Brian C. Boyle 2017-12-20 04:57:02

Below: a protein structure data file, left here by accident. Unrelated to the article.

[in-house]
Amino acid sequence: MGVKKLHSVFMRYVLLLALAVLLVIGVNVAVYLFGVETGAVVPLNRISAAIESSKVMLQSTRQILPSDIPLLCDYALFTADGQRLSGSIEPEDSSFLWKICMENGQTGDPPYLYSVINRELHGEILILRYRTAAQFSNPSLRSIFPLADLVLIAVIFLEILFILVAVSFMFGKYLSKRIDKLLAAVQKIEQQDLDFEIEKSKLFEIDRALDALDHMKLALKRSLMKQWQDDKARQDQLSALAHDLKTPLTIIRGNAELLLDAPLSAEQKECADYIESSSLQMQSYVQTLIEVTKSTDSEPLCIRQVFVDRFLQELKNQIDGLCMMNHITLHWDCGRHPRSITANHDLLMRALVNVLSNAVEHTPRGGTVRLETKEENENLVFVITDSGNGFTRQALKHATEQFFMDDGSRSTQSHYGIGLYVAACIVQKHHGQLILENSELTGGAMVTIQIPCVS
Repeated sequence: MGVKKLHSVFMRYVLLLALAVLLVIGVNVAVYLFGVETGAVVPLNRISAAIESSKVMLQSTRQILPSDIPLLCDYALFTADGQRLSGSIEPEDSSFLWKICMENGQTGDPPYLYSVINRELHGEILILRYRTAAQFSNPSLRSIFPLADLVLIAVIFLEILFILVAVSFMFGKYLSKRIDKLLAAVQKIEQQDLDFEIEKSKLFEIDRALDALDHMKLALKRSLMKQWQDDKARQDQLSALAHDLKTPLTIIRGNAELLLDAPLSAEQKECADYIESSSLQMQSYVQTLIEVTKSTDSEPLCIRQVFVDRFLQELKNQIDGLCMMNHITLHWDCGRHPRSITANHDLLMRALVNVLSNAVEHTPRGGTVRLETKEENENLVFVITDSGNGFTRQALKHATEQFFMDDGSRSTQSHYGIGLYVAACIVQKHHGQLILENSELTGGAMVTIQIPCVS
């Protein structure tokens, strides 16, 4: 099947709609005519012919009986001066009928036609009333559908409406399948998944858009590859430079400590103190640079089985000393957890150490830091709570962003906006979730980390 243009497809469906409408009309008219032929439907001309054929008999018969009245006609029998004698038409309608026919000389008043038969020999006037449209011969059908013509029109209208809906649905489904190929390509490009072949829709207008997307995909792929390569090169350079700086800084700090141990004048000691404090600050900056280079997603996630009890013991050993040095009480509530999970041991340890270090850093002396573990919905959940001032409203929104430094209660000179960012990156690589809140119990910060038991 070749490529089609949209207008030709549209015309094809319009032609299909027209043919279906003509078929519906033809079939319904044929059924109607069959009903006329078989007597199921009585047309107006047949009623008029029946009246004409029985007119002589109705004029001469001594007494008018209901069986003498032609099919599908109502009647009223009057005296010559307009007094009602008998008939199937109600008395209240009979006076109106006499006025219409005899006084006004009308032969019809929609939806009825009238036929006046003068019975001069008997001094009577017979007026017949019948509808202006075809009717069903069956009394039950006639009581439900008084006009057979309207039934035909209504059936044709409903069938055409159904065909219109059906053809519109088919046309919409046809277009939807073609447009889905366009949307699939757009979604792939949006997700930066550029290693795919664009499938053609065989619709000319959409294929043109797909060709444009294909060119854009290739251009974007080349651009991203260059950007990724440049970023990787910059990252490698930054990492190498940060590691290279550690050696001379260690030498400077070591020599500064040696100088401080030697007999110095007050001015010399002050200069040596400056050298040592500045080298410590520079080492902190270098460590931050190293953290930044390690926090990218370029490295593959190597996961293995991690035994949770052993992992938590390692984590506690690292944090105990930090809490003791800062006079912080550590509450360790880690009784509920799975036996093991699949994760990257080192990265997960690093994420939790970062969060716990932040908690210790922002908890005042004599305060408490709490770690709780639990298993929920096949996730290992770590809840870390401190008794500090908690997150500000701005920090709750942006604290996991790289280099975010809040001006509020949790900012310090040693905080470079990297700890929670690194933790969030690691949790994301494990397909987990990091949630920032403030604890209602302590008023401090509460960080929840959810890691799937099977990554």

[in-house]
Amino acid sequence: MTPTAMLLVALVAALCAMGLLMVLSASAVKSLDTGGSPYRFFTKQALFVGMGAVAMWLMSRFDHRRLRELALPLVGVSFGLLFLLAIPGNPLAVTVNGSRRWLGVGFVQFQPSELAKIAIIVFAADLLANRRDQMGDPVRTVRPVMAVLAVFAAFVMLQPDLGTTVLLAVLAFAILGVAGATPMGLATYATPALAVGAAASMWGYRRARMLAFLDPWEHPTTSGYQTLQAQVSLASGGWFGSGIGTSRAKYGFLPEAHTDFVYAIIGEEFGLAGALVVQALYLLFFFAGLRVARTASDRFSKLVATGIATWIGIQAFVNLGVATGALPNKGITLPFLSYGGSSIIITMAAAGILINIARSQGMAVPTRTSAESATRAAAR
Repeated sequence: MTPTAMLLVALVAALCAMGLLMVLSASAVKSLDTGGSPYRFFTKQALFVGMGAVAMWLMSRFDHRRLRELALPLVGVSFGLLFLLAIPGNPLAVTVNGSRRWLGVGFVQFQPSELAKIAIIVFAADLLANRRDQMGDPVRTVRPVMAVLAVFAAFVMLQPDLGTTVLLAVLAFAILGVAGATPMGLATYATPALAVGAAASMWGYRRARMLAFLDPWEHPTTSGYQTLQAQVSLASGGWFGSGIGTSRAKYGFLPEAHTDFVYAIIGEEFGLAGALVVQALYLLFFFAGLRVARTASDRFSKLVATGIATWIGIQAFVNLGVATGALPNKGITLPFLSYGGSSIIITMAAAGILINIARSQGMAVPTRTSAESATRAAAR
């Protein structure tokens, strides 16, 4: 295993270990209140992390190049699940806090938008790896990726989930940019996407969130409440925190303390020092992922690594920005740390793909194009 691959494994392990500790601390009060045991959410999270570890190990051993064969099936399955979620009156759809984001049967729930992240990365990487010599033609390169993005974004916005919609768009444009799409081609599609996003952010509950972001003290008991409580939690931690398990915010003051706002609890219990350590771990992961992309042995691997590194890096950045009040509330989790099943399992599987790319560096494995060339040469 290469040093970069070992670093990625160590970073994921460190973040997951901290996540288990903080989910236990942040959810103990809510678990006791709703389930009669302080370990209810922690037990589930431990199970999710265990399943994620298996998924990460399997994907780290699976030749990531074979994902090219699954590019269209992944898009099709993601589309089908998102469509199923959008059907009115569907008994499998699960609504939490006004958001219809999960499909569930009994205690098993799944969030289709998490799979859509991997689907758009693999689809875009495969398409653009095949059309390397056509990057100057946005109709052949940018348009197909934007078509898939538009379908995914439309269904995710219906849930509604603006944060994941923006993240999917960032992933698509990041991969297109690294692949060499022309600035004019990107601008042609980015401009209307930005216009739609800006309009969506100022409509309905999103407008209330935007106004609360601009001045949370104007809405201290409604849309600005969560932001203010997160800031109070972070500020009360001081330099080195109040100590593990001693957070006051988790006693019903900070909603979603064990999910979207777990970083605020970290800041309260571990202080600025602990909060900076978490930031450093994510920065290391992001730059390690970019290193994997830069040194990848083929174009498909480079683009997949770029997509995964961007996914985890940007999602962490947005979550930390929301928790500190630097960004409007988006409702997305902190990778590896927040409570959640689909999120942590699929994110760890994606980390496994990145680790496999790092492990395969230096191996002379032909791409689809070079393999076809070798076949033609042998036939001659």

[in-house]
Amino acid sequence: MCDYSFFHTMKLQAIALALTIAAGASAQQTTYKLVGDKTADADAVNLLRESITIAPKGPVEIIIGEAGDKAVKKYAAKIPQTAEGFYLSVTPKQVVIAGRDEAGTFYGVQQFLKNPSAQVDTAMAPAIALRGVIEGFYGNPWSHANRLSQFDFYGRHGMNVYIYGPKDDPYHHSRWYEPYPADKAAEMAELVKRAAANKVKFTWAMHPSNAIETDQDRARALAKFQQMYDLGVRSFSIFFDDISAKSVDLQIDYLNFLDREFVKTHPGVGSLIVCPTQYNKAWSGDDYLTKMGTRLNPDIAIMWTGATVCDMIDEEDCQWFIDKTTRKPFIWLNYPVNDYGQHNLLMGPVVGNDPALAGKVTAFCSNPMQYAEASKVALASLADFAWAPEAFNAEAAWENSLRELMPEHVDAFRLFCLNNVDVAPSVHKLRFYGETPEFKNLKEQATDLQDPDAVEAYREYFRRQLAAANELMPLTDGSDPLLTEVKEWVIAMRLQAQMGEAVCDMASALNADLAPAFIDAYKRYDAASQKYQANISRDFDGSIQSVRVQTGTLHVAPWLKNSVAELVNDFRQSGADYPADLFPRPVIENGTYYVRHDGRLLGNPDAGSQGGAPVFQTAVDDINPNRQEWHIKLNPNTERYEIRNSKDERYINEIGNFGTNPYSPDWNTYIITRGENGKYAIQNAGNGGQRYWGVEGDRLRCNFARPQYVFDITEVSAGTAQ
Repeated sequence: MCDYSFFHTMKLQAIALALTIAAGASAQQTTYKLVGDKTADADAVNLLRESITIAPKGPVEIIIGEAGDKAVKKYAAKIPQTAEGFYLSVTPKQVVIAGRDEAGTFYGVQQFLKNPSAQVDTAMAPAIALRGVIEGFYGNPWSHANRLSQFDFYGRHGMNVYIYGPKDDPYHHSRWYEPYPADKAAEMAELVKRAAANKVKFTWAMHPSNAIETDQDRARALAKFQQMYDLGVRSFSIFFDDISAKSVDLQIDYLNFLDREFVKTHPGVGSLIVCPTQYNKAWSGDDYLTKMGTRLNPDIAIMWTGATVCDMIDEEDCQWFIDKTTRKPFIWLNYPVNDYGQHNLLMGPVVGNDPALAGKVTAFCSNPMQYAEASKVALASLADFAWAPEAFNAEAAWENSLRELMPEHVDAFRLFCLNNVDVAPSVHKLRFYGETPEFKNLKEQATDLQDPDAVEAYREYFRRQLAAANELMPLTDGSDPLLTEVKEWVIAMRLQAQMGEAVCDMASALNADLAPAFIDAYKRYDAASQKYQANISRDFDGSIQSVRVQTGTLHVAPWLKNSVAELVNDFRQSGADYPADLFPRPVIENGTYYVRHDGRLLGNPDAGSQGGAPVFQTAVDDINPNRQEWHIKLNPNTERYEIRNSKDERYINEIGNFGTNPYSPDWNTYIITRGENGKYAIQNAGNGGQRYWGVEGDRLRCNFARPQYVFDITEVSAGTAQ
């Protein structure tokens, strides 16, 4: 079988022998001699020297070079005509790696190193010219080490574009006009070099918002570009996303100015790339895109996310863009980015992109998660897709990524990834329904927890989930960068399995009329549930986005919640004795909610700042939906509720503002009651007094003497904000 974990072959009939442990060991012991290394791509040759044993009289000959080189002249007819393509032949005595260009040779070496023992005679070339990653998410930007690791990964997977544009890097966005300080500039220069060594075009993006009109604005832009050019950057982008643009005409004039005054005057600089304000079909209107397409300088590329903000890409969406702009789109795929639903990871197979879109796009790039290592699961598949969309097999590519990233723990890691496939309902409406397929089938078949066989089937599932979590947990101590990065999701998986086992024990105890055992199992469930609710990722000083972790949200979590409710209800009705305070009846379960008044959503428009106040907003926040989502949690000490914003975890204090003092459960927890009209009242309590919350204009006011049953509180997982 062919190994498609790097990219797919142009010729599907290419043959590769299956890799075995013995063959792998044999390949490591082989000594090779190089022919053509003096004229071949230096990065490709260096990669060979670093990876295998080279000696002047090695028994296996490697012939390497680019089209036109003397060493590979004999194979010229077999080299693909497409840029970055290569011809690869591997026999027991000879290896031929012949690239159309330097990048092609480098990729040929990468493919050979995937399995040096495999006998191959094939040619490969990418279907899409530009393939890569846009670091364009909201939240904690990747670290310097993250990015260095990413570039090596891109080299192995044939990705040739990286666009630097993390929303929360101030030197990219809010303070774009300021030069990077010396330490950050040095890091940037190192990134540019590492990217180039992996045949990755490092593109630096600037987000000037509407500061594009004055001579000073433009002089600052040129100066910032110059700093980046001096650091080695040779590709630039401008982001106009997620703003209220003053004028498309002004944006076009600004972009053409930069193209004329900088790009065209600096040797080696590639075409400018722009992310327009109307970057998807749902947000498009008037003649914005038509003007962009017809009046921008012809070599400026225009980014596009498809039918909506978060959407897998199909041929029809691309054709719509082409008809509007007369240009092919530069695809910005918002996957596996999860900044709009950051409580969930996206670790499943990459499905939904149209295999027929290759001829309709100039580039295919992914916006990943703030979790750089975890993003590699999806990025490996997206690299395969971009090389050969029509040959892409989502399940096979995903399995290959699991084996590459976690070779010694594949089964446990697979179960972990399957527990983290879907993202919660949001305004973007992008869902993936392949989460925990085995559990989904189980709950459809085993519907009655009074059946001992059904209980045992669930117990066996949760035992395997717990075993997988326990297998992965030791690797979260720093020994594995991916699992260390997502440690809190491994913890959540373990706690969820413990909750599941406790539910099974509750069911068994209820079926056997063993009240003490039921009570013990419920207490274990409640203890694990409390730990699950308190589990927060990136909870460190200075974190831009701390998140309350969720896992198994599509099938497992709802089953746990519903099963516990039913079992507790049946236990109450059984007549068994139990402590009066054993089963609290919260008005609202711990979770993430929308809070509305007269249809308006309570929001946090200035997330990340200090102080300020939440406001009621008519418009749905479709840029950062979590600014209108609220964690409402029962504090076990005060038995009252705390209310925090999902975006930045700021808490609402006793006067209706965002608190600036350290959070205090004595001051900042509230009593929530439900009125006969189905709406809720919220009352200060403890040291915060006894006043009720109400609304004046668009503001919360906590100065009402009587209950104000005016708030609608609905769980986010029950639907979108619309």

The energy industry faces a legal landscape that continues to shift amid rebounding production and a changing regulatory framework.1 But perhaps the biggest takeaway last year is that no case is over until the appeals run out, as 2017 was highlighted by several appellate decisions in cases that have been percolating for years. Possibly the most notable decision, given the size of the trial court judgment and the implications for deal-making in the industry, came in Enterprise Products Partners LP v. Energy Transfer Partners LP,2 where the 5th Court of Appeals in Dallas reversed a $535 million verdict in which the jury found Enterprise had breached duties owed under a partnership formed with Energy Transfer Partners in connection with a proposed pipeline project. The court held that formation of a partnership was precluded as a matter of law due to unperformed conditions precedent set forth in the parties’ initial written agreements related to the venture. As it stands, the case provides important guidance for energy companies seeking to manage the risk of creating partnership obligations when negotiating joint ventures in Texas. Another important decision was handed down by the Texas Supreme Court in Lightning Oil Co. v. Anadarko E&P Onshore LLC,3 which found that Anadarko did not commit a trespass when, with the permission of the surface owner, it drilled horizontally through Lightning’s mineral estate to reach Anadarko’s mineral estate on an adjacent tract of land. The court explained that Anadarko’s drilling through Lightning’s mineral estate constitutes a trespass only if it infringes on Lightning’s ability to develop the minerals, which was not likely given well spacing rules and the flexibility provided by the accommodation doctrine. The court also found that the loss of small amounts of minerals due to Anadarko drilling a well through Lightning’s mineral estate is not a sufficient injury to support a trespass. In other notable cases, the Texas Supreme Court denied a lessee’s efforts to avoid contractual obligations to pay royalties for production from pooled units;4 found that an operator of a carbon dioxide pipeline was a common carrier with eminent domain powers based on the likely future “public use” of the pipeline;5 addressed production in paying quantities issues affecting termination of bottom leases;6 found that the Railroad Commission of Texas does not have exclusive or primary jurisdiction over environmental contamination claims;7 and took a close look at the statute of limitations for contamination and nuisance claims related to production operations.8 And in Aruba Petroleum Inc. v. Parr, the 5th Court of Appeals in Dallas addressed the evidence required to prove a nuisance claim, reversing a $2.9 million jury verdict in favor of landowners who claimed nearby natural gas wells made them sick and caused discomfort.9 Finally, some important cases to watch this year include XOG Operating LLC v. Chesapeake Exploration LP, which will address the interpretation of retained acreage clauses,10 and Murphy Exploration & Production Co. USA v. Adams, which will consider offset well requirements in leases.11 With Texas appellate courts showing a willingness to scrutinize judgments in the energy space, we are bound to see significant decisions in the coming year. Notes 1) Changes to energy regulations and enforcement will continue this year in light of the recent executive order to review regulatory hurdles burdening domestic energy production. 2) No. 05-14-01383-CV, 2017 WL 3033312 (Tex. App.—Dallas July 18, 2017). 3) 520 S.W.3d 39 (Tex. 2017). 4) Samson Exploration LLC v. T.S. Reed Properties, Inc., 521 S.W.3d 766 (Tex. 2017). 5) Denbury Green Pipeline-Texas, LLC v. Texas Rice Land Partners, Ltd., 510 S.W.3d 909 (Tex. 2017). 6) See BP America Production Company v. Laddex, Ltd., 513 S.W.3d 476 (Tex. 2017); BP America Production Company v. Red Deer Resources, LLC, 526 S.W.3d 389 (Tex. 2017). 7) ExxonMobil Corp. v. Lazy R Ranch, LP, 511 S.W.3d 538 (Tex. 2017). 8) See Forest Oil Corp. v. El Rucio Land and Cattle Co., Inc., 518 S.W.3d 422 (Tex 2017); Town of Dish v. Atmos Energy Corp., 519 S.W.3d 605 (Tex. 2017). 9) No. 05-14-01285-CV, 2017 WL 462340 (Tex. App.—Dallas Feb. 1, 2017). 10) Case No. 15-0935, in the Supreme Court of Texas. 11) Case No. 16-0505, in the Supreme Court of Texas. BRIAN C. BOYLE is a partner in the Houston office of Norton Rose Fulbright. His practice focuses on commercial litigation and arbitration, with an emphasis on energy industry matters.
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